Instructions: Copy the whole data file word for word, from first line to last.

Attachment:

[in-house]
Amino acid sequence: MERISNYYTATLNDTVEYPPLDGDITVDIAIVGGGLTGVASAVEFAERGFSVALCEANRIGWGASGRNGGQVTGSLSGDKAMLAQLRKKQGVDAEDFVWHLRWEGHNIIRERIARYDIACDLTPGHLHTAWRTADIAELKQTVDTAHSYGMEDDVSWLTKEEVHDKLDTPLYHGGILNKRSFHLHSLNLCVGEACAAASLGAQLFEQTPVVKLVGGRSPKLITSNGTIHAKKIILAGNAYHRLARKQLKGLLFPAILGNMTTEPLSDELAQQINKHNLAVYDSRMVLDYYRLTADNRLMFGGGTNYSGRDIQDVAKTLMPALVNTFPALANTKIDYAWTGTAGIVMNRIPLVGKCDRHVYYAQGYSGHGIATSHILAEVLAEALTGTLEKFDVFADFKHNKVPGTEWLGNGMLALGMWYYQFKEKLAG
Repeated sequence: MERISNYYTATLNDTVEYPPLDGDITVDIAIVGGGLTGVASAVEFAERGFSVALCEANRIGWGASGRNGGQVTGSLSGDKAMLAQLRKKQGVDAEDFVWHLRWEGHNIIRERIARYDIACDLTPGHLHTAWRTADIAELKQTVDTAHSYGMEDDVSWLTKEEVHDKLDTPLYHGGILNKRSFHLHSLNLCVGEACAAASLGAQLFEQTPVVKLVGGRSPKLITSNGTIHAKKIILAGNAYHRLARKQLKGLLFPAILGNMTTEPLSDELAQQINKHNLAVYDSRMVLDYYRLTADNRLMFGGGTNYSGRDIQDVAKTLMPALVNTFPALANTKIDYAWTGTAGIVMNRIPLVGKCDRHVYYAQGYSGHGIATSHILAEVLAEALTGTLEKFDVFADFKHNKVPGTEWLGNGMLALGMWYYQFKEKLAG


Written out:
[in-house]
Amino acid sequence: MERISNYYTATLNDTVEYPPLDGDITVDIAIVGGGLTGVASAVEFAERGFSVALCEANRIGWGASGRNGGQVTGSLSGDKAMLAQLRKKQGVDAEDFVWHLRWEGHNIIRERIARYDIACDLTPGHLHTAWRTADIAELKQTVDTAHSYGMEDDVSWLTKEEVHDKLDTPLYHGGILNKRSFHLHSLNLCVGEACAAASLGAQLFEQTPVVKLVGGRSPKLITSNGTIHAKKIILAGNAYHRLARKQLKGLLFPAILGNMTTEPLSDELAQQINKHNLAVYDSRMVLDYYRLTADNRLMFGGGTNYSGRDIQDVAKTLMPALVNTFPALANTKIDYAWTGTAGIVMNRIPLVGKCDRHVYYAQGYSGHGIATSHILAEVLAEALTGTLEKFDVFADFKHNKVPGTEWLGNGMLALGMWYYQFKEKLAG
Repeated sequence: MERISNYYTATLNDTVEYPPLDGDITVDIAIVGGGLTGVASAVEFAERGFSVALCEANRIGWGASGRNGGQVTGSLSGDKAMLAQLRKKQGVDAEDFVWHLRWEGHNIIRERIARYDIACDLTPGHLHTAWRTADIAELKQTVDTAHSYGMEDDVSWLTKEEVHDKLDTPLYHGGILNKRSFHLHSLNLCVGEACAAASLGAQLFEQTPVVKLVGGRSPKLITSNGTIHAKKIILAGNAYHRLARKQLKGLLFPAILGNMTTEPLSDELAQQINKHNLAVYDSRMVLDYYRLTADNRLMFGGGTNYSGRDIQDVAKTLMPALVNTFPALANTKIDYAWTGTAGIVMNRIPLVGKCDRHVYYAQGYSGHGIATSHILAEVLAEALTGTLEKFDVFADFKHNKVPGTEWLGNGMLALGMWYYQFKEKLAG